Savannah Johnson
Savannah Johnson
Kenya 2015
I am Savannah Johnson, a recent graduate of Belmont University where I studied psychology and education. I am incorporating both of these areas of interest in my project at the Women's Institute for Secondary Education and Research (WISER). WISER is an all-girls secondary school in Muhuru Bay, Kenya. Read More About Savannah →


In Kenya, a sudden rainfall indicates a blessing. As the WISER students and faculty were welcoming us, rain suddenly fell around us. A blessing.

I am here in Muhuru Bay, Kenya. I am lying beneath a tree and looking at Lake Victoria as I write. It has been difficult for me to write this first post as my mind has been in constant motion since I boarded my plane in Nashville over a week ago. After a twenty-four-hour flight schedule and a short night of rest in Nairobi, our group headed west. Our first stop was at Kazuri Beads. “Kazuri,” which means small and beautiful in Swahili, is a social enterprise to empower single mothers in the villages surrounding Nairobi. The women create the beads, paint the beads, and assemble various pieces of jewelry—leaving each piece unique. This picture is of the entire group outside of the Kazuri shop.

IMG_0333 (1)

(Side note: the group from Duke is amazing and has been nothing but welcoming to me as the only non-Duke student. This is my shout-out of thanks and appreciation to all my new Duke friends.)

We made a short stop at an overlook of the Great Rift Valley before making it to Kisii, Kenya. In Kisii we learned about Kisii soapstone carving and were able to see the entire process—from the ground to, to the hands of carvers, to the shelves of shops.

Each of these stops were important, but nothing has been as important as entering the gates of WISER. It is impossible to express what I have felt and learned in a matter of days. To simplify my tangled web of thoughts, I will just introduce you to a new friend and sister. At WISER the girls are assigned to Houses of Wisdom—there are eight houses with fifteen girls in each house. Each house has girls from each grade. In Kenya grades are called “forms.” They live together, eat together, and compete in sports and academics together. The houses become their families here at WISER. I was assigned to the Mirror House. This house is called “Mirror” because the girls reflect their goodness in school and in character. During my first lunch with the Mirror House, I sat down beside Esther.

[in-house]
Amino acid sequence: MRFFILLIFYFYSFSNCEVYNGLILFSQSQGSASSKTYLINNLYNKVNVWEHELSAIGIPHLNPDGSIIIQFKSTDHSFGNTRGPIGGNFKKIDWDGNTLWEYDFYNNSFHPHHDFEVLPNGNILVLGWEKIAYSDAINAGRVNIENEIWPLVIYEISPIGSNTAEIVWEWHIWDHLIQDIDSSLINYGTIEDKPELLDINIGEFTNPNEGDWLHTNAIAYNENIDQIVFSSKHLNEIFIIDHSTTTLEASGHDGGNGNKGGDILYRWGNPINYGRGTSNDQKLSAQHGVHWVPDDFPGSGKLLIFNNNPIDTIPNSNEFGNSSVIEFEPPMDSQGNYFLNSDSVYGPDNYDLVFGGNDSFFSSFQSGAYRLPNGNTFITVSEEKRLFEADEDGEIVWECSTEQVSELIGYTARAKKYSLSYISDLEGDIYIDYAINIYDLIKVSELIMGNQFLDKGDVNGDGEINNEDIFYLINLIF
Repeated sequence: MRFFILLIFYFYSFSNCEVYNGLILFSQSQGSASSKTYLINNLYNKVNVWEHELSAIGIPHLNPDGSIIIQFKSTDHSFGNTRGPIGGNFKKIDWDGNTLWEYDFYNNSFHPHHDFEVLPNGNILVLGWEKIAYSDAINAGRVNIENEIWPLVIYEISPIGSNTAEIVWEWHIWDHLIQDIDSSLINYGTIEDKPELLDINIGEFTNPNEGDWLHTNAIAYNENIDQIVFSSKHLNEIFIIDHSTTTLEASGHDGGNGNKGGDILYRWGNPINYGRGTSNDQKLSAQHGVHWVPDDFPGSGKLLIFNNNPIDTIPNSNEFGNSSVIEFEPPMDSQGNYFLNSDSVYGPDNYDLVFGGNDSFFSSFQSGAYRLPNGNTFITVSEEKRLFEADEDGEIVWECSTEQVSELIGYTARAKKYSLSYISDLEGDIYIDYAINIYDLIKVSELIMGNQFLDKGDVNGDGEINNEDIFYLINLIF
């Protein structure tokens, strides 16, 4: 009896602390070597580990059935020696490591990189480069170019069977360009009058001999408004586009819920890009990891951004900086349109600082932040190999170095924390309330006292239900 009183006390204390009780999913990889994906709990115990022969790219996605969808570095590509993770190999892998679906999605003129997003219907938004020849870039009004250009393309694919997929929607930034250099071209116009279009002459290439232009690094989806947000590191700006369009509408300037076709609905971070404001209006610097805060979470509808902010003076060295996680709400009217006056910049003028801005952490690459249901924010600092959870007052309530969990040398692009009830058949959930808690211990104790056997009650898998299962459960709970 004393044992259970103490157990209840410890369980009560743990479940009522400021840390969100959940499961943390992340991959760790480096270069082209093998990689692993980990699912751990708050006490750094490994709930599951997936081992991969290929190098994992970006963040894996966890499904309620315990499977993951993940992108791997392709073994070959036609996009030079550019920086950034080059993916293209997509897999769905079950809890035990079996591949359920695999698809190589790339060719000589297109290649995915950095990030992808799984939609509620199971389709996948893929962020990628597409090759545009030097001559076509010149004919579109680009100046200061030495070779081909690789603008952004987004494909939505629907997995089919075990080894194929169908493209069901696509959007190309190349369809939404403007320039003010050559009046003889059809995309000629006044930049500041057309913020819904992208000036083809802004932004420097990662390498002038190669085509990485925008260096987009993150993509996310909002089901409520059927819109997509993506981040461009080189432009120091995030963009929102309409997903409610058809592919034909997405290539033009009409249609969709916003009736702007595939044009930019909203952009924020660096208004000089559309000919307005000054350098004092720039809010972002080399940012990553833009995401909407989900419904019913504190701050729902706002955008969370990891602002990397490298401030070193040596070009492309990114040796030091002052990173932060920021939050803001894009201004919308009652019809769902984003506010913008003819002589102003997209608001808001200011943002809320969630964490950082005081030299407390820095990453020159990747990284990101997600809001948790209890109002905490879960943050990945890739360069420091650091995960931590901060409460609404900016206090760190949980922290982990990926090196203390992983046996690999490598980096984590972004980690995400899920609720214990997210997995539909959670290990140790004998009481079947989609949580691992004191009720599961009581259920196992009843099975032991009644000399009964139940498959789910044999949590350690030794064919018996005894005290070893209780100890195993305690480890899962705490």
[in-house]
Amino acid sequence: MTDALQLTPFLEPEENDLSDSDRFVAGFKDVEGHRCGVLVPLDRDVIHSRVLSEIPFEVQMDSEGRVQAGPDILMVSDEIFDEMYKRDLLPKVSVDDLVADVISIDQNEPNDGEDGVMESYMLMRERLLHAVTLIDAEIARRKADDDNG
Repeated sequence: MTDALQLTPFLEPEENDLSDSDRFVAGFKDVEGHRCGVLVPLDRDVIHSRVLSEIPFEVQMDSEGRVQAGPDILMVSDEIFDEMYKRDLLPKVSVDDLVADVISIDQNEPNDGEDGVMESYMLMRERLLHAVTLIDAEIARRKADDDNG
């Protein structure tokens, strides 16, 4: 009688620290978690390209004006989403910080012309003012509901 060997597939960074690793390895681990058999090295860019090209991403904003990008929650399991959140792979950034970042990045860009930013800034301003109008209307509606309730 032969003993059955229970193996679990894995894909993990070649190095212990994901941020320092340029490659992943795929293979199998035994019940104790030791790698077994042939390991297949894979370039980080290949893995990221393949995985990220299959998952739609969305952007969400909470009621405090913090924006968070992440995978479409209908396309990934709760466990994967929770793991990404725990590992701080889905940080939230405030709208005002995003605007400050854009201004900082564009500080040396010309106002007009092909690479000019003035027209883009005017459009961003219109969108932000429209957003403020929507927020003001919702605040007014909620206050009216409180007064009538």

Meet Esther. Esther

Esther is in Form 2 (her second year of secondary school). We immediately shared with each other our interests and about our families. She is one of five sisters. (We empathized over wishing we had a brother, but both understood the love that can only be shared between sisters.) She explained that I am now a sister of the Mirror House. Her explanation of “Mirror” was this: “We do not keep things inside. We reflect them out. For example, we do not keep love in, we reflect it out to share.” Esther plays volleyball and her favorite subjects are math and languages. After secondary school she wants to go to university and become a lawyer. Luckily, I spent Monday shadowing the Form 2 students for an entire day. I was able to see Esther shine in her classes—she works hard, participates, and actively helped me in Kiswahili class. (Which I needed all the help I could get!)

Esther gave me permission to share her photo and share about our new friendship. I will continue to share stories about new friends as my time here continues. Please read more about WISER and contribute to their work by supporting their programs.


Oriti (“Goodbye” in Luo)



3 thoughts on “Mirror”

  1. Savannah, your blog is so very interesting. Thankful for this opportunity granted to you. You will be such a blessing to these girls. Enjoy every minute.

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